11 September 2020 06:38

Aveva OSIsoft Rio Tinto

board of directors

A miner holds a lump of iron ore at a mine located in the Pilbara region of Western Australia December 2, 2013. LONDON (Reuters Breakingviews) - Simon Thompson is in a tricky position. Rio Tinto's, chairman attempted last month to draw a line under the company's disastrous decision to blow up Aboriginal heritage sites to make way for iron ore mines. It didn't work. With shareholders pushing for something tougher than axing Chief Executive Jean-Sebastien Jacques' 2020 bonus and a chunk of his long-term incentive plan, a bigger sacrifice is needed.

board of directors

Viewed purely through the lens of shareholder value, Jacques' position should be secure. Rio's share price is up by over 40% over the last six months and near an all-time high; the FTSE 100 Index is flat over the same period. The Frenchman, in situ since 2016, has also avoided the industry pitfall of making a large, overpriced acquisition. His policy of sweating iron ore assets, which accounted for three-quarters of last year's group underlying EBITDA, makes sense considering the commodity fetches $127 a tonne, a six-year high. The problem for Rio's board is that it is 2020, and many investors are paying closer attention to environmental, social and governance issues.

board of directors

Though the explosions at Juukan Gorge in Western Australia were legal, it's an ESG mess that also raises serious questions about the company's processes. After giving their initial consent to Rio's plans, the indigenous Puutu Kunti Kurrama and Pinikura people concluded the sites were of exceptional archaeological significance long before they went up in smoke. Jacques' defence – that he wasn't told until it was too late – implies either poorly designed reporting lines or a reluctance among lower-ranking Rio executives to give the boss unwelcome news. Neither is a good look, or an easy cultural fix. Thompson has three main options.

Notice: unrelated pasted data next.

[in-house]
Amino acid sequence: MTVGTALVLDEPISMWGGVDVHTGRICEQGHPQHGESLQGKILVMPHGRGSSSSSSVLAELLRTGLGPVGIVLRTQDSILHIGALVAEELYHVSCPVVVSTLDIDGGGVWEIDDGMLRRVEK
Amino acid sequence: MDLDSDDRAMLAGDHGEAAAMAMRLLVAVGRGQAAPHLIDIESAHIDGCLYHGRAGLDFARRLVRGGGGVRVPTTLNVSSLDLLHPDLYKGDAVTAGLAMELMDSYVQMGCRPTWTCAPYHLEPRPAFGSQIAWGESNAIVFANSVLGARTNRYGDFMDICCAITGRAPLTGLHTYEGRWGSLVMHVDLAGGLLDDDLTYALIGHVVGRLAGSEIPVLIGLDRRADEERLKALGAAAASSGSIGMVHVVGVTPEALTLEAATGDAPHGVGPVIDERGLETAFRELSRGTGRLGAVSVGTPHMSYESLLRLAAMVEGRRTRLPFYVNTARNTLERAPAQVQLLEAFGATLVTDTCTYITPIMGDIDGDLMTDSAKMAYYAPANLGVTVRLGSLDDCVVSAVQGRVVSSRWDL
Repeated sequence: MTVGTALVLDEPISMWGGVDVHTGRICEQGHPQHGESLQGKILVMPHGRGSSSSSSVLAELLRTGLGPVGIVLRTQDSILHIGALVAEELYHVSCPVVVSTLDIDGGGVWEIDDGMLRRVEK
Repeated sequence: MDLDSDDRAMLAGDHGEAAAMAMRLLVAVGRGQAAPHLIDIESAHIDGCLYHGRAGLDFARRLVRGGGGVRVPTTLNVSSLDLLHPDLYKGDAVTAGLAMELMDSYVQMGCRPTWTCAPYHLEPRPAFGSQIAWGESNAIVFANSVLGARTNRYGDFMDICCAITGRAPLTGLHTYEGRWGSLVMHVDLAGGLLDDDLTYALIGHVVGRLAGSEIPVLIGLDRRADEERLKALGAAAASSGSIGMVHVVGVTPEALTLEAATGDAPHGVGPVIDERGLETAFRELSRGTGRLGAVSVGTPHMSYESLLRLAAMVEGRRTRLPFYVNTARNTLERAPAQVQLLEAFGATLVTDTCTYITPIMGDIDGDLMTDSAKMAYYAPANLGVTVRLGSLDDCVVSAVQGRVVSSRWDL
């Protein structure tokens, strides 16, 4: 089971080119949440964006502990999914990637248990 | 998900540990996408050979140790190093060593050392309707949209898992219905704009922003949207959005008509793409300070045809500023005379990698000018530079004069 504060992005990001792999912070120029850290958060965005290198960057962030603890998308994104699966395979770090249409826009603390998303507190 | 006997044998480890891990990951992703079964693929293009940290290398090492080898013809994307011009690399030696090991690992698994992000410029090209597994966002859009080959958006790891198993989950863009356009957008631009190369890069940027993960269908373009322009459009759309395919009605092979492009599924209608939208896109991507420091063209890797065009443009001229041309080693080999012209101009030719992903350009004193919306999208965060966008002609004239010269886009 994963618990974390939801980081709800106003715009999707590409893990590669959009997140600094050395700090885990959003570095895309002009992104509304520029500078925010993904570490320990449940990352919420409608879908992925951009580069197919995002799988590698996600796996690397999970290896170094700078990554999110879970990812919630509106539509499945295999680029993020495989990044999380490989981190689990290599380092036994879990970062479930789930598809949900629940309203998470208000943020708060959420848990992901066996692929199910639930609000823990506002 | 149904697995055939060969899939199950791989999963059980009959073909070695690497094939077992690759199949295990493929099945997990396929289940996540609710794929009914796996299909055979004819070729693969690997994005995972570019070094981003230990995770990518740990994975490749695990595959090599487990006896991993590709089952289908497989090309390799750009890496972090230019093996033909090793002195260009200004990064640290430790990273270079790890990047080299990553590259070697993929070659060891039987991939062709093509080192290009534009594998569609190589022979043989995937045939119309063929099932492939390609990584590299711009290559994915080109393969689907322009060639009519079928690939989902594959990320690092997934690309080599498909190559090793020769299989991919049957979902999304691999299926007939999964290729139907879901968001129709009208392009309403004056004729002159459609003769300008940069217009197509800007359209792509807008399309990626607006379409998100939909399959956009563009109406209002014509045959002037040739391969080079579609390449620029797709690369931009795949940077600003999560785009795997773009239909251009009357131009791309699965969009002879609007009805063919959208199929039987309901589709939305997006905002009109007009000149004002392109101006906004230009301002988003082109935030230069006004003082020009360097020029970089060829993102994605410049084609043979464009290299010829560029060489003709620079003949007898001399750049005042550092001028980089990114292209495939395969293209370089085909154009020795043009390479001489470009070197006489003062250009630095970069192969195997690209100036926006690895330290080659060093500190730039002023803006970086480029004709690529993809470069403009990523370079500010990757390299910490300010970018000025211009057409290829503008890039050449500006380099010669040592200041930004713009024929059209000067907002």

He could dock more pay from Jacques. He could force out senior lieutenants such as iron ore boss Chris Salisbury, and maybe some directors. Or the chairman could conclude that Jacques has to go. The first option looks inadequate and increases the risk that a substantial minority of Rio shareholders register their displeasure by voting against the board's remuneration report for the second year running. That would put the board in jeopardy. Too soft a response could also make it harder for Rio to secure mining licences elsewhere in the future. And there's a danger that the company becomes a pariah with ESG investors. With billions of dollars flowing into sustainable investing strategies, backing Jacques might prove costly. In a rare public statement, the traditional owner group at the centre of the Juukan Gorge saga has voiced its frustration that a planned visit by federal politicians to the site had been deferred indefinitely because of travel restrictions, and they have called for special allowances to be made. Northern Australia committee chair Warren Entsch confirmed that due to WA's hard border quarantine requirements the committee was postponing its trip to the mine, which was part of a parliamentary inquiry into how the destruction of the 46,000-year-old sacred site occurred. The site at Juukan Gorge that was reduced to rubble to extend one of Rio Tinto's iron ore mines. Credit:PKKP Aboriginal Corporation The Puutu Kunti Kurrama and Pinikura people are the traditional owners of the land where the Juukan Gorge once stood and have resisted speaking publicly about the saga since May. While Rio Tinto has already given evidence to the committee the PKKP has not yet presented any material. On Thursday PKKP Aboriginal Corporation chair John Ashburton said the 'open-ended' decision to delay the visit to WA had robbed the group of a voice in the inquiry. Context News Rio Tinto board members are meeting on Sept. 10-11 to discuss the miner's response to its decision in May to blow up two caves at Juukan Gorge, a culturally significant site in Western Australia. AustralianSuper, the country's largest pension fund, has said financial sanctions against directors are not enough. The Australian Council of Superannuation Investors said directors' accountability needed to go "further than just a financial penalty". The Church of England's pensions board, which has a small stake in Rio, said on Sept. 9 that Rio's response so far, including forfeiting Chief Executive Jean-Sebastien Jacques' annual bonus, had been inadequate. "It is clear that no single individual or error was responsible for the destruction of the Juukan rockshelters, but there were numerous missed opportunities over almost a decade and the company failed to uphold one of Rio Tinto's core values – respect for local communities and for their heritage," Rio Chairman Simon Thompson said on Aug. 24. "We are determined to learn, improve and rebuild trust across various internal and external partners."

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